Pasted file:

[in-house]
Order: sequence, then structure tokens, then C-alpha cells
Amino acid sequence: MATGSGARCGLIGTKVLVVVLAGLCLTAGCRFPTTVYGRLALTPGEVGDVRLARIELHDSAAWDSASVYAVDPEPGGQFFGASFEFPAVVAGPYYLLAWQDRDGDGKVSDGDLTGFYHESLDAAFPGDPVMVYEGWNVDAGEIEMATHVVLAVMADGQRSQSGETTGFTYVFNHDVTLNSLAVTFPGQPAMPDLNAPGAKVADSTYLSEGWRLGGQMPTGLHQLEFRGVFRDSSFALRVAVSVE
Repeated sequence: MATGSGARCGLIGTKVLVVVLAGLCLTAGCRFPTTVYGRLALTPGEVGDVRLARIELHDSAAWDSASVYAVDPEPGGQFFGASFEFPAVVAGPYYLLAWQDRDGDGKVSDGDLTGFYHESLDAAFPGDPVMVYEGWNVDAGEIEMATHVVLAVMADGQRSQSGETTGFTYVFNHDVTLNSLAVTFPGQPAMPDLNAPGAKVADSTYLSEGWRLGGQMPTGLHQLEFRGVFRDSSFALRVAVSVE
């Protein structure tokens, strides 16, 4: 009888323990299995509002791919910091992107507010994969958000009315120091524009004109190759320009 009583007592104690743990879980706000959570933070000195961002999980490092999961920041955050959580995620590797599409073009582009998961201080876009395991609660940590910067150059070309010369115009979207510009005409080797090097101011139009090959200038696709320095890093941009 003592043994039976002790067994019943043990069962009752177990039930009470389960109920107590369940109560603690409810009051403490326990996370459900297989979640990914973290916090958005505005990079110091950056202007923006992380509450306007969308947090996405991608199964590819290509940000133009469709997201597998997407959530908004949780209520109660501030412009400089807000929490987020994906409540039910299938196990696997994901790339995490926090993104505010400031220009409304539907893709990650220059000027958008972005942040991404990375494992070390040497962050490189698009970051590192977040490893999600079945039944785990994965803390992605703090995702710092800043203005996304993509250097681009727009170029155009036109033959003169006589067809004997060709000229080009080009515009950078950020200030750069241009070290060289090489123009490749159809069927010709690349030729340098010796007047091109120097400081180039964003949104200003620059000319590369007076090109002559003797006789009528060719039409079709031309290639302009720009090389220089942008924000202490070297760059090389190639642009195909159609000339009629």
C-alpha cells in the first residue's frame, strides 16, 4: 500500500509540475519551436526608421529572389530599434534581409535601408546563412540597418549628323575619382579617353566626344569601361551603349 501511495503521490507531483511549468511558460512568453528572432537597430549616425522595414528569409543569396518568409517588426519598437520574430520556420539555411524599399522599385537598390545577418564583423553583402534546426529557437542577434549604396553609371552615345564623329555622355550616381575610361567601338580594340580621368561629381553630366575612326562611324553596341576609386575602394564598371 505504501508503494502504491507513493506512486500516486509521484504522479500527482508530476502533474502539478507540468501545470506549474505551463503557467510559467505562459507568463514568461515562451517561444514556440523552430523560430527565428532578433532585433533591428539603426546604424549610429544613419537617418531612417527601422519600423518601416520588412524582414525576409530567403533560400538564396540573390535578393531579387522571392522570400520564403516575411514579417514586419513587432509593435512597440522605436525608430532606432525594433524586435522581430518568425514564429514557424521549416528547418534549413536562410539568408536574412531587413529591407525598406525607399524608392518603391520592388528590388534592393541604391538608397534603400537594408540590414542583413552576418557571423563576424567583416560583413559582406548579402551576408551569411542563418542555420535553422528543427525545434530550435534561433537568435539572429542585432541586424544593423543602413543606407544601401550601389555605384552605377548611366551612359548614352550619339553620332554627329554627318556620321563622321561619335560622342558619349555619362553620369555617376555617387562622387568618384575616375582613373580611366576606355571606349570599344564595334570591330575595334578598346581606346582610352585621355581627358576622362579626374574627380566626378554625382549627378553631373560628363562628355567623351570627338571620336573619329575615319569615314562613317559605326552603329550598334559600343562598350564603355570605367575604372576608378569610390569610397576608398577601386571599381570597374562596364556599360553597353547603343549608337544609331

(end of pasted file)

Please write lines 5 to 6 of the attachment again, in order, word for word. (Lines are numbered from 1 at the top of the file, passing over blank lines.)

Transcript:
């Protein structure tokens, strides 16, 4: 009888323990299995509002791919910091992107507010994969958000009315120091524009004109190759320009 009583007592104690743990879980706000959570933070000195961002999980490092999961920041955050959580995620590797599409073009582009998961201080876009395991609660940590910067150059070309010369115009979207510009005409080797090097101011139009090959200038696709320095890093941009 003592043994039976002790067994019943043990069962009752177990039930009470389960109920107590369940109560603690409810009051403490326990996370459900297989979640990914973290916090958005505005990079110091950056202007923006992380509450306007969308947090996405991608199964590819290509940000133009469709997201597998997407959530908004949780209520109660501030412009400089807000929490987020994906409540039910299938196990696997994901790339995490926090993104505010400031220009409304539907893709990650220059000027958008972005942040991404990375494992070390040497962050490189698009970051590192977040490893999600079945039944785990994965803390992605703090995702710092800043203005996304993509250097681009727009170029155009036109033959003169006589067809004997060709000229080009080009515009950078950020200030750069241009070290060289090489123009490749159809069927010709690349030729340098010796007047091109120097400081180039964003949104200003620059000319590369007076090109002559003797006789009528060719039409079709031309290639302009720009090389220089942008924000202490070297760059090389190639642009195909159609000339009629």
C-alpha cells in the first residue's frame, strides 16, 4: 500500500509540475519551436526608421529572389530599434534581409535601408546563412540597418549628323575619382579617353566626344569601361551603349 501511495503521490507531483511549468511558460512568453528572432537597430549616425522595414528569409543569396518568409517588426519598437520574430520556420539555411524599399522599385537598390545577418564583423553583402534546426529557437542577434549604396553609371552615345564623329555622355550616381575610361567601338580594340580621368561629381553630366575612326562611324553596341576609386575602394564598371 505504501508503494502504491507513493506512486500516486509521484504522479500527482508530476502533474502539478507540468501545470506549474505551463503557467510559467505562459507568463514568461515562451517561444514556440523552430523560430527565428532578433532585433533591428539603426546604424549610429544613419537617418531612417527601422519600423518601416520588412524582414525576409530567403533560400538564396540573390535578393531579387522571392522570400520564403516575411514579417514586419513587432509593435512597440522605436525608430532606432525594433524586435522581430518568425514564429514557424521549416528547418534549413536562410539568408536574412531587413529591407525598406525607399524608392518603391520592388528590388534592393541604391538608397534603400537594408540590414542583413552576418557571423563576424567583416560583413559582406548579402551576408551569411542563418542555420535553422528543427525545434530550435534561433537568435539572429542585432541586424544593423543602413543606407544601401550601389555605384552605377548611366551612359548614352550619339553620332554627329554627318556620321563622321561619335560622342558619349555619362553620369555617376555617387562622387568618384575616375582613373580611366576606355571606349570599344564595334570591330575595334578598346581606346582610352585621355581627358576622362579626374574627380566626378554625382549627378553631373560628363562628355567623351570627338571620336573619329575615319569615314562613317559605326552603329550598334559600343562598350564603355570605367575604372576608378569610390569610397576608398577601386571599381570597374562596364556599360553597353547603343549608337544609331